Nitric oxide (NO) is a reactive nitrogen species (RNS) that plays a vital role in regulating inflammatory processes. Under abnormal conditions, excessive NO levels can promote the oxidation of cellular components, which may cause or exacerbate diseases such as hypertension, cardiovascular dysfunction, and inflammatory bowel disease (IBD). Previous studies have shown that reducing NO levels in the lumen can attenuate the clinical symptoms of IBD. Thus, we aimed to identify bacteria that can reduce RNS and that can be used as valuable probiotics. In this study, we isolated bacteria resistant to nitrite stress from human feces and used 16S and whole-genome sequencing to identify them as Lactiplantibacillus plantarum LP7 (LP7). The ability to survive at high nitrite levels and to decrease them was greater in the LP7 strain than in the reference strain L. plantarum ATCC14917 (ATCC14917). To characterize the LP7 genome in more detail, we performed a comparative genome analysis. However, the unique genes that directly confer the ability to withstand nitrite stress were not present in the LP7 genome. Furthermore, we performed transcriptomic analysis of LP7 and ATCC14917 cells treated with nitrite. We found that the expression levels of genes involved in the cell division process were induced in LP7, which showed a more regular rod-shape than ATCC14917. This could explain why LP7 can survive better than ATCC14917 under nitrite stress. Based on its ability to survive better in nitrite stress and decrease nitrite concentration, we suggest that LP7 could be a valuable probiotic strain.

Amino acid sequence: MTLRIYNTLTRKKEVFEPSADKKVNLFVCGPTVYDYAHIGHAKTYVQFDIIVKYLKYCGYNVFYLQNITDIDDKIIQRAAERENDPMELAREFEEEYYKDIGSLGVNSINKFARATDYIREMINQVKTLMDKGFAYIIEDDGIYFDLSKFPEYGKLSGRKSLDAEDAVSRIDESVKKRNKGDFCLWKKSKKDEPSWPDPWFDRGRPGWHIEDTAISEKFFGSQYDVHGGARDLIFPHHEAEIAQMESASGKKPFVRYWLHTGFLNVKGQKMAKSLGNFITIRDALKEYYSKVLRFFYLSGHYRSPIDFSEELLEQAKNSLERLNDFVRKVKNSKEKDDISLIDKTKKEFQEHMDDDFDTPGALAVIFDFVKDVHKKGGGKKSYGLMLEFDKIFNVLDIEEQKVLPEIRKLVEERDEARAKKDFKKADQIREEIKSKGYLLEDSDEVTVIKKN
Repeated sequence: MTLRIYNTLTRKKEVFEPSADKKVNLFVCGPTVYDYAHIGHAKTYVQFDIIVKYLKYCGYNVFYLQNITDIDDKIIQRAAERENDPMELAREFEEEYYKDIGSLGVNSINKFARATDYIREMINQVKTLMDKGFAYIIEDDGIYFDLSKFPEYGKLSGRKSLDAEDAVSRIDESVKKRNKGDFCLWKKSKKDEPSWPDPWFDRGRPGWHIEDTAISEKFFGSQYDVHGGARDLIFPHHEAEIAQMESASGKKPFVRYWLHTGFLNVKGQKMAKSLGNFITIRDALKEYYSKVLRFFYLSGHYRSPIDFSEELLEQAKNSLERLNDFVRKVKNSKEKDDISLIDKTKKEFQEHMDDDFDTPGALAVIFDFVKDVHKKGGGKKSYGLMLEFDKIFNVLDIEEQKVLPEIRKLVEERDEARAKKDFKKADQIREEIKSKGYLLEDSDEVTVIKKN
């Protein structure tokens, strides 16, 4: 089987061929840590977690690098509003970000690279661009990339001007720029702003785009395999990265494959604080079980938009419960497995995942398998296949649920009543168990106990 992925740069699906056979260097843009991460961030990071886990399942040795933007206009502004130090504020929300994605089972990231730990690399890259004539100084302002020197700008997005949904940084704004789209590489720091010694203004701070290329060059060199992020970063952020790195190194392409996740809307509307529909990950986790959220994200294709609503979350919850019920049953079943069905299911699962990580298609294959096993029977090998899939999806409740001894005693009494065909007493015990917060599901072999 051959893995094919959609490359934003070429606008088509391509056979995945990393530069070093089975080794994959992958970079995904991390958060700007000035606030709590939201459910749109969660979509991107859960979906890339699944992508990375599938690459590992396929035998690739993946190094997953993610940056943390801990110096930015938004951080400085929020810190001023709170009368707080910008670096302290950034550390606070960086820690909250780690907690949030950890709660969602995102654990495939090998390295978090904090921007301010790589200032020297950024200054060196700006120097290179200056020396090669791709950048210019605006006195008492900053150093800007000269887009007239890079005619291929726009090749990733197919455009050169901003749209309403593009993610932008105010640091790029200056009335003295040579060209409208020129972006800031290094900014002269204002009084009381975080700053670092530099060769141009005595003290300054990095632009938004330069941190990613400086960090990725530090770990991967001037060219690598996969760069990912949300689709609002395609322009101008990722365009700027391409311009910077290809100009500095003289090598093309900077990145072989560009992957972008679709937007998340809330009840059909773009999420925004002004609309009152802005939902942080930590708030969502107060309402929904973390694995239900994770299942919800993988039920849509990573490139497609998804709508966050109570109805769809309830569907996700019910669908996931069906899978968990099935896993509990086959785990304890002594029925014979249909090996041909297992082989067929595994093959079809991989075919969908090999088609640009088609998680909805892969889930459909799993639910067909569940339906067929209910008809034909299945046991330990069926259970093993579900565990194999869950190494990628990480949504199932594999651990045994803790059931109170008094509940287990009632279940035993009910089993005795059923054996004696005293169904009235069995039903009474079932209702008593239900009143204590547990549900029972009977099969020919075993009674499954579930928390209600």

|Number of pages||12|
|Journal||Journal of Microbiology|
|Publication status||Published - 2022 Jul|
Bibliographical noteFunding Information:
This study was supported by the Basic Science Research Program through the National Research foundation of Korea (NRF) funded by the Ministry of Education (Grant No. NRF-2020R1A6A3A01097647, to Ji-Eun Kim). This work was also supported by grants from the National Research Foundation (NRF) of Korea (2019R1A6A1A03032869, to Sang Sun Yoon). This research was also supported by a grant from the Korea Health Technology R&D Project funded by the Ministry of Health & Welfare, Korea (HI14C1324, to Sang Sun Yoon).
© 2022, Author(s).
All Science Journal Classification (ASJC) codes
- Applied Microbiology and Biotechnology